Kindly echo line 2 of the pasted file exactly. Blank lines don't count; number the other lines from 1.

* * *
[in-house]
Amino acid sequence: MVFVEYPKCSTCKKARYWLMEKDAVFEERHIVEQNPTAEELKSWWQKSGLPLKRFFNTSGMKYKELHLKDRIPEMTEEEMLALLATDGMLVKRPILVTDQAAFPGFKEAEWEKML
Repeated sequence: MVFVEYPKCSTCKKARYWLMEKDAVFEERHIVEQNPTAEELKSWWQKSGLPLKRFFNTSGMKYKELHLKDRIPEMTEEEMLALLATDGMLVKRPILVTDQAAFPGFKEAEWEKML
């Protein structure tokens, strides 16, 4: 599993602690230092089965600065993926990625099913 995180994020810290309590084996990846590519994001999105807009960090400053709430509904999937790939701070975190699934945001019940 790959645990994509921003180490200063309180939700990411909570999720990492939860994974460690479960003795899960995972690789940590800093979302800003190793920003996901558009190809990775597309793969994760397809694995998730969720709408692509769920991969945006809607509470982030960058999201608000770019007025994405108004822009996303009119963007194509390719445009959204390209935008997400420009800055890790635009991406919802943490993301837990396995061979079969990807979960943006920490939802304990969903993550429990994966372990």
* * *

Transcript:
Amino acid sequence: MVFVEYPKCSTCKKARYWLMEKDAVFEERHIVEQNPTAEELKSWWQKSGLPLKRFFNTSGMKYKELHLKDRIPEMTEEEMLALLATDGMLVKRPILVTDQAAFPGFKEAEWEKML